I have lived in north Dublin for the last 30 years. The various inquiries being held at present are turning up matters which leave people aghast. However, the local authority in my area has been quite responsible and visionary in its work. If there were a few corrupt people in the middle of that, I will not comment on them. I am talking about the generality of people, be they councillors, officials or professionals. It is important to make that point.

I have a long held the view that Members of this House do not have enough of a sense of ourselves. We are now applying that lack of esteem to people in local government. We ran before the mob with regard to electoral legislation, disclosure of assets and so forth. I firmly believe in openness and accountability and since I first stood for election I have published accounts and made them freely available at each election. I do not care about people's comments on the origins of the money. It is important for the people who elect me to know that the INTO and groups involved with that organisation put money in my election campaign and it is important for them to see the amounts. Therefore, people will know what my stable is or from where I come. That is as important as knowing a person's party affiliation. Nothing needs to be hidden.

However, the Minister left the capping matter open. I wish to put my views clearly on the record and I am probably one of the few, from my neck of the woods, willing to do this. I am absolutely opposed to capping. It is unnecessary and probably impractical. It creates a bureaucratic mountain of statements, paper, checks, balances and legislation, which is hugely unnecessary and achieves little. There should be a simple statement of accounts, that is, a requirement for openness, responsibility and ensuring the electorate knows what is happening. A simple statement of accounts would show what money came in and what was expended.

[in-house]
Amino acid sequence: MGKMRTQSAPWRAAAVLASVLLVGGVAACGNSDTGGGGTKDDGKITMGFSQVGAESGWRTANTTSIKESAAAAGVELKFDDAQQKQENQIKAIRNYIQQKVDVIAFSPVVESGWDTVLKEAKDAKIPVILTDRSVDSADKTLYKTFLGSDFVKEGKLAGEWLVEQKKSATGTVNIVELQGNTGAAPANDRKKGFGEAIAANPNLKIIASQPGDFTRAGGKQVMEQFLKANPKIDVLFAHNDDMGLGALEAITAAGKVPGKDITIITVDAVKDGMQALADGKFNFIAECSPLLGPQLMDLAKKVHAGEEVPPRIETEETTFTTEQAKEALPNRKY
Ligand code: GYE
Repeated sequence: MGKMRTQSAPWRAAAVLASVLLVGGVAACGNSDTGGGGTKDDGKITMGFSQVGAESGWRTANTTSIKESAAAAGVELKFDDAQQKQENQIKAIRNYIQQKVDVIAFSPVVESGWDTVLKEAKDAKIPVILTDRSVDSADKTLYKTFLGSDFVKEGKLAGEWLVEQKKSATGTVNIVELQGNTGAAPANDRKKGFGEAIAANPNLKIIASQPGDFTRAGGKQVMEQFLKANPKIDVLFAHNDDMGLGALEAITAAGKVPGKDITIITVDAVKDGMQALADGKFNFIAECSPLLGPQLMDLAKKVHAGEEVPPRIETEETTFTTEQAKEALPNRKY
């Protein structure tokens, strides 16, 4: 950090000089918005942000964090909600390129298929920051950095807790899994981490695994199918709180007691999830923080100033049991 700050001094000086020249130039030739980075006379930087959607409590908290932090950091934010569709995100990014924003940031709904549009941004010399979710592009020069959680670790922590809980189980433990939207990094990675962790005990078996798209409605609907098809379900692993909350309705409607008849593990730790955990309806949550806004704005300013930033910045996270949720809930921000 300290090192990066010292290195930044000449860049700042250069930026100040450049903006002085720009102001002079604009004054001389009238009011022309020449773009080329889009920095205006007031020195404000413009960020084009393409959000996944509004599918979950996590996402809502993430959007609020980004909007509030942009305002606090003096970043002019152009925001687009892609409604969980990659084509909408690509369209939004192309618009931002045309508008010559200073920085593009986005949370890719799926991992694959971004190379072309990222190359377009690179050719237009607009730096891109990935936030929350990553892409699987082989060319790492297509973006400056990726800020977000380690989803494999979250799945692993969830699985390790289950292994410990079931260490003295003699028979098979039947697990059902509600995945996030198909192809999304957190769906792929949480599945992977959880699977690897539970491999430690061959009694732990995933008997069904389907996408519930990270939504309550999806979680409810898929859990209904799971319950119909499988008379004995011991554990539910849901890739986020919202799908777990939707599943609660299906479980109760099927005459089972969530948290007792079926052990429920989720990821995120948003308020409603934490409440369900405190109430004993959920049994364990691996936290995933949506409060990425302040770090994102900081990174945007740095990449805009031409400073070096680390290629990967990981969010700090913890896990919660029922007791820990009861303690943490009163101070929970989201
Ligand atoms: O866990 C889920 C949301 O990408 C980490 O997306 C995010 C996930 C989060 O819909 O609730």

I disagree with the threshold of £500. I could find ten ways around that figure without even trying. A person is obliged to declare all donations above £500. However, if I get 100 people to play a round of golf at £50 each and get £5,000, I am not obliged to declare it. The provision is daft. The same provision applies to the Oireachtas but I hold the same view about the spurious type of accountability we are unnecessarily imposing on ourselves.

We are elected representatives. We should be open, we should answer questions and show from where every penny comes. It could be a golf outing which raised £5,000. We should explain that and outline where the money was spent. There is no necessity for big brother to stand over us and say "you should not spend the money on that, you should not have got more than such and such from somebody or the amount of money you spend should be capped". I am aware of the thinking behind this attitude and many people in politics with whom I generally agree have a different view on this subject.

However, I have argued this case for the past two to three years and I regret some of the legislative measures, one of which was the Electoral Act, which have been passed by these Houses. I accept that this Bill must follow the other Bills. The mistake was made earlier and we should have stepped back then.

The Seanad is also due to consider the new ethics legislation. The first attempt at that legislation was difficult. A politician would have had to have been another Houdini to evade the traps in that legislation. It was virtually set up to put politicians sitting on a trapdoor. That is unnecessary. What our constituents want is openness. They want to know where the money came from and how it was spent. That is all they need to know.

The tribunals have shown that all political parties were receiving contributions from various sources. Obviously, aspects of those contributions are the subject of inquiry and I will not discuss them. However, it is useful to know that a certain company was giving large amounts of money to two or three political parties. The electorate is entitled to know that. There is nothing wrong with it and, as long as the electorate knows, it can make its judgments on that basis. It is entitled to know that Joe O'Toole is supported by trade unions. If somebody else is supported by the other side of the industrial relations spectrum, the electorate is entitled to know that also. This issue is not about restrictions but about giving people the space to run elections in a transparent manner.